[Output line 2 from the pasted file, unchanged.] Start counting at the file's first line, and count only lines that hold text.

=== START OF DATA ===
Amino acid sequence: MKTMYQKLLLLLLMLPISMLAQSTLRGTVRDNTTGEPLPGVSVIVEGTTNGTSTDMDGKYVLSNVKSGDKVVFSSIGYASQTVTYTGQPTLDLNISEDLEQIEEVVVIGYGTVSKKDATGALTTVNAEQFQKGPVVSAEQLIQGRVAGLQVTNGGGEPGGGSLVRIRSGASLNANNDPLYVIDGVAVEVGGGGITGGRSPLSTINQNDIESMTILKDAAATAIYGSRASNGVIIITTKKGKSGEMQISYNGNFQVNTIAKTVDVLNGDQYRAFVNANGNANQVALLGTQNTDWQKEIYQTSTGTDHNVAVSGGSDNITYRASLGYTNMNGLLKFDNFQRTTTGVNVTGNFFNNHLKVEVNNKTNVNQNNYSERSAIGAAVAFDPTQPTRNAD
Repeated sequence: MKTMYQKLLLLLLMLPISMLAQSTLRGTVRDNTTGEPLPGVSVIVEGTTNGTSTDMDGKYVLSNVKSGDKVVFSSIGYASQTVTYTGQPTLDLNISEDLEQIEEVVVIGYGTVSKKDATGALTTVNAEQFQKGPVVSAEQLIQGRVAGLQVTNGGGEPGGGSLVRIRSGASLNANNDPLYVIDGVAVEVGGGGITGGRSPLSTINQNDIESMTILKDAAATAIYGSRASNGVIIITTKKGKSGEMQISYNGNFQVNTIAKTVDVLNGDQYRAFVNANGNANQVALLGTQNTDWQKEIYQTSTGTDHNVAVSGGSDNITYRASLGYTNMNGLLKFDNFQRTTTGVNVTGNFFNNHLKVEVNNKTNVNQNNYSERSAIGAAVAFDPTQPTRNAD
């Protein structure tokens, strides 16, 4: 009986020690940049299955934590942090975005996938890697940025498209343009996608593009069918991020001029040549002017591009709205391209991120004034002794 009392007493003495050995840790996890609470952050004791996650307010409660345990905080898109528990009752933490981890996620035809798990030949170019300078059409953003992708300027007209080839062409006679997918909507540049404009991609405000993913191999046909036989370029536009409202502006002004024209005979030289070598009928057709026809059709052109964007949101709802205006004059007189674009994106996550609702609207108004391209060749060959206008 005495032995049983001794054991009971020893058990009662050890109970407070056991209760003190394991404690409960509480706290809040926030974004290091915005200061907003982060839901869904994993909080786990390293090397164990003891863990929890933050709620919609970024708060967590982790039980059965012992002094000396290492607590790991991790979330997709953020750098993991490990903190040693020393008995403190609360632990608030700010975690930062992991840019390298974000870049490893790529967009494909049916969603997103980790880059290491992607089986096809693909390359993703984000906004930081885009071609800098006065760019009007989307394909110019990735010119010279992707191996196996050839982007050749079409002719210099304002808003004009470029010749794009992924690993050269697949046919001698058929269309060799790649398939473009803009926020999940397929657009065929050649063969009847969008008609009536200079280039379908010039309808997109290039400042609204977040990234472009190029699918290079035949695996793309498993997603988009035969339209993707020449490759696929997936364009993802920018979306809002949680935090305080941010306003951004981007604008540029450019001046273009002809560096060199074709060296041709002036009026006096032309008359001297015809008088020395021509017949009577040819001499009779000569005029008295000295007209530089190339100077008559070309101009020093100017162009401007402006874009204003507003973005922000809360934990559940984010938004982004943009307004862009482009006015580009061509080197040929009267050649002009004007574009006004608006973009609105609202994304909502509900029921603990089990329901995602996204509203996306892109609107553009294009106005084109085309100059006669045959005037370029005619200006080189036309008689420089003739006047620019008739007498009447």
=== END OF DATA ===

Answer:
Repeated sequence: MKTMYQKLLLLLLMLPISMLAQSTLRGTVRDNTTGEPLPGVSVIVEGTTNGTSTDMDGKYVLSNVKSGDKVVFSSIGYASQTVTYTGQPTLDLNISEDLEQIEEVVVIGYGTVSKKDATGALTTVNAEQFQKGPVVSAEQLIQGRVAGLQVTNGGGEPGGGSLVRIRSGASLNANNDPLYVIDGVAVEVGGGGITGGRSPLSTINQNDIESMTILKDAAATAIYGSRASNGVIIITTKKGKSGEMQISYNGNFQVNTIAKTVDVLNGDQYRAFVNANGNANQVALLGTQNTDWQKEIYQTSTGTDHNVAVSGGSDNITYRASLGYTNMNGLLKFDNFQRTTTGVNVTGNFFNNHLKVEVNNKTNVNQNNYSERSAIGAAVAFDPTQPTRNAD